Back injuries are some of the most prevalent and the hardest to prevent on the job.
Workers in a variety of industries are susceptible to back injuries, including landscaping, factory work, office jobs and agriculture.
Although many back injuries can be attributed to age or improper lifting techniques, there are ways to reduce the likelihood of experiencing an on-the-job back injury.
1. Wear the appropriate gear.
Comfortable shoes are imperative for those who stand all day around construction sites or factories.
Back injuries often come as a result of being off-balance because of improper footwear or equipment malfunction. To ensure stability, shoes should have thick soles and adequate support, with leather uppers that breathe.
Running shoes are not appropriate for those on the clock; steel-toes should be worn during all strenuous activities to protect against foot and toe injuries as well as back injuries sustained from being knocked over or falling down.
Steel toes also help protect against objects, such as tools, that could cause injury in a workplace accident.
2. Take breaks.
Take your time moving heavy items with your coworkers—don’t try and do it all alone!
If you must lift something heavy, get someone to assist you by first asking them to take some of the weight. Before lifting anything above waist level, bend at the knees [not knees and lower back] before lifting.
Lift slowly and smoothly for repetitious tasks like stacking or filing. If you must move something particularly tall, roll it on wheels to reduce strain on your back and legs.
3. Perform stretches daily.
Stretching is especially important before any strenuous physical activity, but an easy way to stay limber during the day is through stretching exercises like these:
Static standing knee bends: which help strengthen the glutes and lower back muscles, are performed by placing one foot forward while keeping both feet straight out behind you with toes pointed slightly outward (with a stable stance). Bend your knees slowly until you feel a nice stretch in the hamstrings of your back leg; hold for 15-20 seconds and repeat 3 times on each side.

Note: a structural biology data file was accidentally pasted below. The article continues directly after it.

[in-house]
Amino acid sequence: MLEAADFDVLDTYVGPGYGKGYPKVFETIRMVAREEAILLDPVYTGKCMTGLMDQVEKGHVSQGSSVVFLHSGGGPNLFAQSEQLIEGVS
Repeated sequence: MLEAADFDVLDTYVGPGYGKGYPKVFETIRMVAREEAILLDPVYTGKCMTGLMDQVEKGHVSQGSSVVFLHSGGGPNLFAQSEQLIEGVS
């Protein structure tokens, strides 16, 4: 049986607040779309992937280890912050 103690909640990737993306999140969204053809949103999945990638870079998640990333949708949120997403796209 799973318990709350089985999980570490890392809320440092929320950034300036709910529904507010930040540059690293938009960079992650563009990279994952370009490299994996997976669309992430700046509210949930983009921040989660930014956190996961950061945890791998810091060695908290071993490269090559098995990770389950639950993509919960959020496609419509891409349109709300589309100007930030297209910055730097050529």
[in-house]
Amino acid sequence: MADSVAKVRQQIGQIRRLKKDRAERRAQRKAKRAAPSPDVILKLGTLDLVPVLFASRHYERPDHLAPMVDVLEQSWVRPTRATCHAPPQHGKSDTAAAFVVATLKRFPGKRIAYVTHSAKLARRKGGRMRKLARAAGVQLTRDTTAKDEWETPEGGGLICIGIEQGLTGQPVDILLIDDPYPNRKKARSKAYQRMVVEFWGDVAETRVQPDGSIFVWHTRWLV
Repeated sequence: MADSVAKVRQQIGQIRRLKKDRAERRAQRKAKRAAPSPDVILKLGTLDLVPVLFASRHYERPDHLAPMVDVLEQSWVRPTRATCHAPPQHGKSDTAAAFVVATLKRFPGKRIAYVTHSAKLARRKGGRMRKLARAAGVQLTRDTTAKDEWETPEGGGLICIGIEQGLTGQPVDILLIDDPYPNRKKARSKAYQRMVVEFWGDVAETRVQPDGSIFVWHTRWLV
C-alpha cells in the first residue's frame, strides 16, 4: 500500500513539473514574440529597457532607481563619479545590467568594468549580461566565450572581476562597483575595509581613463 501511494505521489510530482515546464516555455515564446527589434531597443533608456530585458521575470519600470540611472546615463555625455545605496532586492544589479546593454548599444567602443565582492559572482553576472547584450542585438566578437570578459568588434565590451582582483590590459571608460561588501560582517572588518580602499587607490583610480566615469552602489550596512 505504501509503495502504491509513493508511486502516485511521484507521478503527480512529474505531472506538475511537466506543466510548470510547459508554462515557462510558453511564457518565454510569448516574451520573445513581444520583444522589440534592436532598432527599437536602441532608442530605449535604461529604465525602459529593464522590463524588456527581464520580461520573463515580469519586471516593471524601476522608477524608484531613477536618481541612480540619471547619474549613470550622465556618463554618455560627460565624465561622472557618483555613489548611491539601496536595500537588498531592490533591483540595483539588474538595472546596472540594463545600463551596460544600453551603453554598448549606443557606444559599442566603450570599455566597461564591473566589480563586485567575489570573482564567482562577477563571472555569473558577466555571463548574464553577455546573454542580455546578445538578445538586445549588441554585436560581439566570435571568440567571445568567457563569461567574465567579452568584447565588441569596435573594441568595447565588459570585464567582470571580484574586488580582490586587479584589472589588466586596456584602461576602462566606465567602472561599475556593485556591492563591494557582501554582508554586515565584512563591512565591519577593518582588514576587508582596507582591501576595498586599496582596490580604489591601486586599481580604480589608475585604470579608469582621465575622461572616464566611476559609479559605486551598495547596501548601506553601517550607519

For general looseness of all upper body joints, try the arm circles below.
To perform them, stand upright with feet shoulder-width apart and arms at your sides; slowly move your right arm in a circular motion across your body until it is all the way around.
When you are facing up again, gradually reverse direction back to where you started; continue making large circular motions until you start to feel a slight burn or soreness in the chest muscles—this usually takes about 10 full rotations on each side for most people!
4. Maintain correct posture
Sitting up straight helps maintain proper alignment of spinal bones to reduce stress on all joints.
Those who work long hours at a desk should use a lumbar cushion to keep their backs supported in an upright position; this allows the spine to remain neutral as well as feeling more comfortable when sitting still for long periods.
Having the right equipment and doing the right exercises can help keep back injuries from occurring in all types of work environments.
Whether you’re a construction worker or just typing away at your own desk, these tips can improve overall health while also preventing injury to the lower back!
5.Use the proper lifting technique when lifting loads.
What is the best way to lift a load? Lifting a load involves using your legs, and not just your back.
When lifting a load, keep the load close to your body with both hands positioned at or below your knees. If you are unable to hold onto the object because it is too large or heavy, use mechanical devices such as a pallet jack, hand trucks or load lifters.
To lift a load off the ground, use your legs to bend at the knees. Lift with your legs and not your back!
Keeping your back straight (not bent), slowly squat down to lift the object from the floor.
Once upright and standing on both feet, slowly raise straight up, using your legs and keeping the object close to your body. Avoid jerky movements or twisting your upper body—this can cause back injury.
Take the right steps to prevent back injuries at home and in the workplace.